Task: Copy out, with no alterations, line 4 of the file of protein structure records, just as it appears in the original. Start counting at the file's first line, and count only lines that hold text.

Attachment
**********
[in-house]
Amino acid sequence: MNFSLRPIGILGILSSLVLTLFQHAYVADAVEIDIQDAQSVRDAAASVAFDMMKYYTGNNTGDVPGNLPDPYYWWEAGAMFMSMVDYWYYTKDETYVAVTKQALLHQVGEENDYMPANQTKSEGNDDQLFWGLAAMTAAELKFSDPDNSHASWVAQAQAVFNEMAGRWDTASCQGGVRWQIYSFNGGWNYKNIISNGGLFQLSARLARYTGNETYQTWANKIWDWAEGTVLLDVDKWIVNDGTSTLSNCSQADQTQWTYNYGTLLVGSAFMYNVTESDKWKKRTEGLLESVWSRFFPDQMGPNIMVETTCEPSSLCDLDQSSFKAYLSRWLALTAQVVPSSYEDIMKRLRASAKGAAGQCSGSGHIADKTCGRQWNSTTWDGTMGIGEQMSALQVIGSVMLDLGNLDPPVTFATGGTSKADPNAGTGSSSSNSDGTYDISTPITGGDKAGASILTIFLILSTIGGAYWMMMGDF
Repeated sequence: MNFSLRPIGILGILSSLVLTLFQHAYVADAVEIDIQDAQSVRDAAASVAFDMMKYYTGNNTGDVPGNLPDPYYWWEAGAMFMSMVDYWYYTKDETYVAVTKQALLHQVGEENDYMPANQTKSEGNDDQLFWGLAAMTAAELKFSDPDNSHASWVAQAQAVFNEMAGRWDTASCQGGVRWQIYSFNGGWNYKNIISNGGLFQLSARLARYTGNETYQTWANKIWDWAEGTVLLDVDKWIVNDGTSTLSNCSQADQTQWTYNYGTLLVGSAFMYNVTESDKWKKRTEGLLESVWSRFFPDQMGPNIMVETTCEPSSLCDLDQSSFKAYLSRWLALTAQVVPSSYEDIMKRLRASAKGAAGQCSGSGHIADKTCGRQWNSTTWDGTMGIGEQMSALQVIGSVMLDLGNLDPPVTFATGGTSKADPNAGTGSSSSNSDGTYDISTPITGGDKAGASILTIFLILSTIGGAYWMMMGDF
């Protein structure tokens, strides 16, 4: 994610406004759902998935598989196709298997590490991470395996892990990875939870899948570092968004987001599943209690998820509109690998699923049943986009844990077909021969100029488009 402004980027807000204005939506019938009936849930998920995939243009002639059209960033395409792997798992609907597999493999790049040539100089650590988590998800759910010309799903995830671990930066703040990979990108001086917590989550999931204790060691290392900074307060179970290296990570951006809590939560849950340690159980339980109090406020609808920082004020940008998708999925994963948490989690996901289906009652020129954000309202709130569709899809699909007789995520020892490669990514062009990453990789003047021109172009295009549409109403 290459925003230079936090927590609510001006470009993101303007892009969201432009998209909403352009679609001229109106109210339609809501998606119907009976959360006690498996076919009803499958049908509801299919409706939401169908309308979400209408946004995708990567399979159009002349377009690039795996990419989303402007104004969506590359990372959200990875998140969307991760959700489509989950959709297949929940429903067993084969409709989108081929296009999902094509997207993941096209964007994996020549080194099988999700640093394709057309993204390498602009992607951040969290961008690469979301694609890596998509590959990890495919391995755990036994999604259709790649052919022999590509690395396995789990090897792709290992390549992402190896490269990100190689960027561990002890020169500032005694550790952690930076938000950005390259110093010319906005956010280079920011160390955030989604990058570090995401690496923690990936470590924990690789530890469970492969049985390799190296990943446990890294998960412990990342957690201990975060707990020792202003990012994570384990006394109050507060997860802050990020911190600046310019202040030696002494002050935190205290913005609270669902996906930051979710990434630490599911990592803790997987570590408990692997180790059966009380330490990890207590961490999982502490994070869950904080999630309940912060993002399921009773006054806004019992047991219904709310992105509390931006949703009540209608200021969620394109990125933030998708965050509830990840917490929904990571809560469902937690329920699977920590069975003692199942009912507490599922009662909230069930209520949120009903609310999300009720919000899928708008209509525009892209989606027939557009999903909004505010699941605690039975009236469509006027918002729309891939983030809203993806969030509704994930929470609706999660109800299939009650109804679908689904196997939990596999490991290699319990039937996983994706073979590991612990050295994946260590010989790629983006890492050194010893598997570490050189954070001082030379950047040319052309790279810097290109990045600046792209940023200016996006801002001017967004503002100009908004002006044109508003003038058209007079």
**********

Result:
């Protein structure tokens, strides 16, 4: 994610406004759902998935598989196709298997590490991470395996892990990875939870899948570092968004987001599943209690998820509109690998699923049943986009844990077909021969100029488009 402004980027807000204005939506019938009936849930998920995939243009002639059209960033395409792997798992609907597999493999790049040539100089650590988590998800759910010309799903995830671990930066703040990979990108001086917590989550999931204790060691290392900074307060179970290296990570951006809590939560849950340690159980339980109090406020609808920082004020940008998708999925994963948490989690996901289906009652020129954000309202709130569709899809699909007789995520020892490669990514062009990453990789003047021109172009295009549409109403 290459925003230079936090927590609510001006470009993101303007892009969201432009998209909403352009679609001229109106109210339609809501998606119907009976959360006690498996076919009803499958049908509801299919409706939401169908309308979400209408946004995708990567399979159009002349377009690039795996990419989303402007104004969506590359990372959200990875998140969307991760959700489509989950959709297949929940429903067993084969409709989108081929296009999902094509997207993941096209964007994996020549080194099988999700640093394709057309993204390498602009992607951040969290961008690469979301694609890596998509590959990890495919391995755990036994999604259709790649052919022999590509690395396995789990090897792709290992390549992402190896490269990100190689960027561990002890020169500032005694550790952690930076938000950005390259110093010319906005956010280079920011160390955030989604990058570090995401690496923690990936470590924990690789530890469970492969049985390799190296990943446990890294998960412990990342957690201990975060707990020792202003990012994570384990006394109050507060997860802050990020911190600046310019202040030696002494002050935190205290913005609270669902996906930051979710990434630490599911990592803790997987570590408990692997180790059966009380330490990890207590961490999982502490994070869950904080999630309940912060993002399921009773006054806004019992047991219904709310992105509390931006949703009540209608200021969620394109990125933030998708965050509830990840917490929904990571809560469902937690329920699977920590069975003692199942009912507490599922009662909230069930209520949120009903609310999300009720919000899928708008209509525009892209989606027939557009999903909004505010699941605690039975009236469509006027918002729309891939983030809203993806969030509704994930929470609706999660109800299939009650109804679908689904196997939990596999490991290699319990039937996983994706073979590991612990050295994946260590010989790629983006890492050194010893598997570490050189954070001082030379950047040319052309790279810097290109990045600046792209940023200016996006801002001017967004503002100009908004002006044109508003003038058209007079």